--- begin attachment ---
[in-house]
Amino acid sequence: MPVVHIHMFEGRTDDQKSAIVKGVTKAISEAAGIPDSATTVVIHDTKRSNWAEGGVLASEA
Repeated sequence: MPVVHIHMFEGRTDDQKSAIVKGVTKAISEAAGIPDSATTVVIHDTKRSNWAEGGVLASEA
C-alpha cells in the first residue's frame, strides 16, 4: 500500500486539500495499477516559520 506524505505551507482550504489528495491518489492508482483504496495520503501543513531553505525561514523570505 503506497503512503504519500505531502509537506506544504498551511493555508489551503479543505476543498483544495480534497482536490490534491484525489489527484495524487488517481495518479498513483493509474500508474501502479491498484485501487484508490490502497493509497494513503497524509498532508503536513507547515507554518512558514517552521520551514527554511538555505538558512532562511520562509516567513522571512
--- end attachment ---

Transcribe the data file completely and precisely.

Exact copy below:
[in-house]
Amino acid sequence: MPVVHIHMFEGRTDDQKSAIVKGVTKAISEAAGIPDSATTVVIHDTKRSNWAEGGVLASEA
Repeated sequence: MPVVHIHMFEGRTDDQKSAIVKGVTKAISEAAGIPDSATTVVIHDTKRSNWAEGGVLASEA
C-alpha cells in the first residue's frame, strides 16, 4: 500500500486539500495499477516559520 506524505505551507482550504489528495491518489492508482483504496495520503501543513531553505525561514523570505 503506497503512503504519500505531502509537506506544504498551511493555508489551503479543505476543498483544495480534497482536490490534491484525489489527484495524487488517481495518479498513483493509474500508474501502479491498484485501487484508490490502497493509497494513503497524509498532508503536513507547515507554518512558514517552521520551514527554511538555505538558512532562511520562509516567513522571512